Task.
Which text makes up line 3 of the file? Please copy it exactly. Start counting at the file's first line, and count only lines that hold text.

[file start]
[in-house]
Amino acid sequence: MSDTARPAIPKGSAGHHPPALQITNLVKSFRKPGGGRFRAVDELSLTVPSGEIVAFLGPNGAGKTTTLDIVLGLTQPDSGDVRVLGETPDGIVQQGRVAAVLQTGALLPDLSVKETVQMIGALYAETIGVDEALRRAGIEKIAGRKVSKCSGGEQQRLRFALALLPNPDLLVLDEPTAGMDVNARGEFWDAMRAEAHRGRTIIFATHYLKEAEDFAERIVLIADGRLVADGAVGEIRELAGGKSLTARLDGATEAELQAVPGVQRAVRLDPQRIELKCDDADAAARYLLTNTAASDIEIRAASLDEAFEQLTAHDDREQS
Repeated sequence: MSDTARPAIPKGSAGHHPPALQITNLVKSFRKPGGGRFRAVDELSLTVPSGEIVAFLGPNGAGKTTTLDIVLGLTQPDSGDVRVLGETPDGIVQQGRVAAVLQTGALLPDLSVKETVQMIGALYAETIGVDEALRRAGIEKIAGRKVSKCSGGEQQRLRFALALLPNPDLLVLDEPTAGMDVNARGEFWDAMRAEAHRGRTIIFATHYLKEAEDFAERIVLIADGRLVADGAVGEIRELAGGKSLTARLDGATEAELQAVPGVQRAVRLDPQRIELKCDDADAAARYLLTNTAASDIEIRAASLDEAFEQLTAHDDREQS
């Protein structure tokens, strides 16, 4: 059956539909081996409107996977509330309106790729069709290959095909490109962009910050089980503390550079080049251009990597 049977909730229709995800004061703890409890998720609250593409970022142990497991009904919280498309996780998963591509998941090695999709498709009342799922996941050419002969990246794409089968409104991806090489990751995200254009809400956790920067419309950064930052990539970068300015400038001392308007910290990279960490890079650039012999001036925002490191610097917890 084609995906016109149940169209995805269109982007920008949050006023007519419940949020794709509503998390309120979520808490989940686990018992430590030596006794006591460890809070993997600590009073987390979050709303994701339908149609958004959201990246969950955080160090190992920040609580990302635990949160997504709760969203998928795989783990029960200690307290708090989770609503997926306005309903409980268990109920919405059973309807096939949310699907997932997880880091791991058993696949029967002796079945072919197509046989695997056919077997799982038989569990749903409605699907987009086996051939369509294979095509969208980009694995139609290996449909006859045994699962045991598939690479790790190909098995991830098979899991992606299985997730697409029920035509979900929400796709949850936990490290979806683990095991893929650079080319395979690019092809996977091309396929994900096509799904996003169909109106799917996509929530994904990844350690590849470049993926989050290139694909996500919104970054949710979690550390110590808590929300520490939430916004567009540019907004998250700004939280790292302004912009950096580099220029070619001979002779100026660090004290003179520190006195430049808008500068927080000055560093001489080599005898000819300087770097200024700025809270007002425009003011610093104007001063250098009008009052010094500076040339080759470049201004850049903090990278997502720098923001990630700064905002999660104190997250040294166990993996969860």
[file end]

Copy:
Repeated sequence: MSDTARPAIPKGSAGHHPPALQITNLVKSFRKPGGGRFRAVDELSLTVPSGEIVAFLGPNGAGKTTTLDIVLGLTQPDSGDVRVLGETPDGIVQQGRVAAVLQTGALLPDLSVKETVQMIGALYAETIGVDEALRRAGIEKIAGRKVSKCSGGEQQRLRFALALLPNPDLLVLDEPTAGMDVNARGEFWDAMRAEAHRGRTIIFATHYLKEAEDFAERIVLIADGRLVADGAVGEIRELAGGKSLTARLDGATEAELQAVPGVQRAVRLDPQRIELKCDDADAAARYLLTNTAASDIEIRAASLDEAFEQLTAHDDREQS